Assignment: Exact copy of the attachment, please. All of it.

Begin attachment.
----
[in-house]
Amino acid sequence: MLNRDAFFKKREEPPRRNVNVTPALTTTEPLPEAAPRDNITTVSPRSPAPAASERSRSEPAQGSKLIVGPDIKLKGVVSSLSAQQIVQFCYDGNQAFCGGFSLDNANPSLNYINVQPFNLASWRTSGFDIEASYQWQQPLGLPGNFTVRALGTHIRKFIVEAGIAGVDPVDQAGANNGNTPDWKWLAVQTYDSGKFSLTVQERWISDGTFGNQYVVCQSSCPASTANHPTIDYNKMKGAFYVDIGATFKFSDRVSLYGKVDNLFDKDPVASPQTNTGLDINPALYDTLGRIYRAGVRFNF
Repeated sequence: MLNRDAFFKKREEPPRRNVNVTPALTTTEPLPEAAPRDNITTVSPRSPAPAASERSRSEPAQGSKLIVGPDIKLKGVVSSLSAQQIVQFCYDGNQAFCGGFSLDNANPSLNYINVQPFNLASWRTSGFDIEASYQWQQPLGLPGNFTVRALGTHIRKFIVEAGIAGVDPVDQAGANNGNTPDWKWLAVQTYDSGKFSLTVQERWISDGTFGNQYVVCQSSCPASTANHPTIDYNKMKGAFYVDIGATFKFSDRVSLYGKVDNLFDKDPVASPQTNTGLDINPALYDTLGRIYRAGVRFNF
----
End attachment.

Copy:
[in-house]
Amino acid sequence: MLNRDAFFKKREEPPRRNVNVTPALTTTEPLPEAAPRDNITTVSPRSPAPAASERSRSEPAQGSKLIVGPDIKLKGVVSSLSAQQIVQFCYDGNQAFCGGFSLDNANPSLNYINVQPFNLASWRTSGFDIEASYQWQQPLGLPGNFTVRALGTHIRKFIVEAGIAGVDPVDQAGANNGNTPDWKWLAVQTYDSGKFSLTVQERWISDGTFGNQYVVCQSSCPASTANHPTIDYNKMKGAFYVDIGATFKFSDRVSLYGKVDNLFDKDPVASPQTNTGLDINPALYDTLGRIYRAGVRFNF
Repeated sequence: MLNRDAFFKKREEPPRRNVNVTPALTTTEPLPEAAPRDNITTVSPRSPAPAASERSRSEPAQGSKLIVGPDIKLKGVVSSLSAQQIVQFCYDGNQAFCGGFSLDNANPSLNYINVQPFNLASWRTSGFDIEASYQWQQPLGLPGNFTVRALGTHIRKFIVEAGIAGVDPVDQAGANNGNTPDWKWLAVQTYDSGKFSLTVQERWISDGTFGNQYVVCQSSCPASTANHPTIDYNKMKGAFYVDIGATFKFSDRVSLYGKVDNLFDKDPVASPQTNTGLDINPALYDTLGRIYRAGVRFNF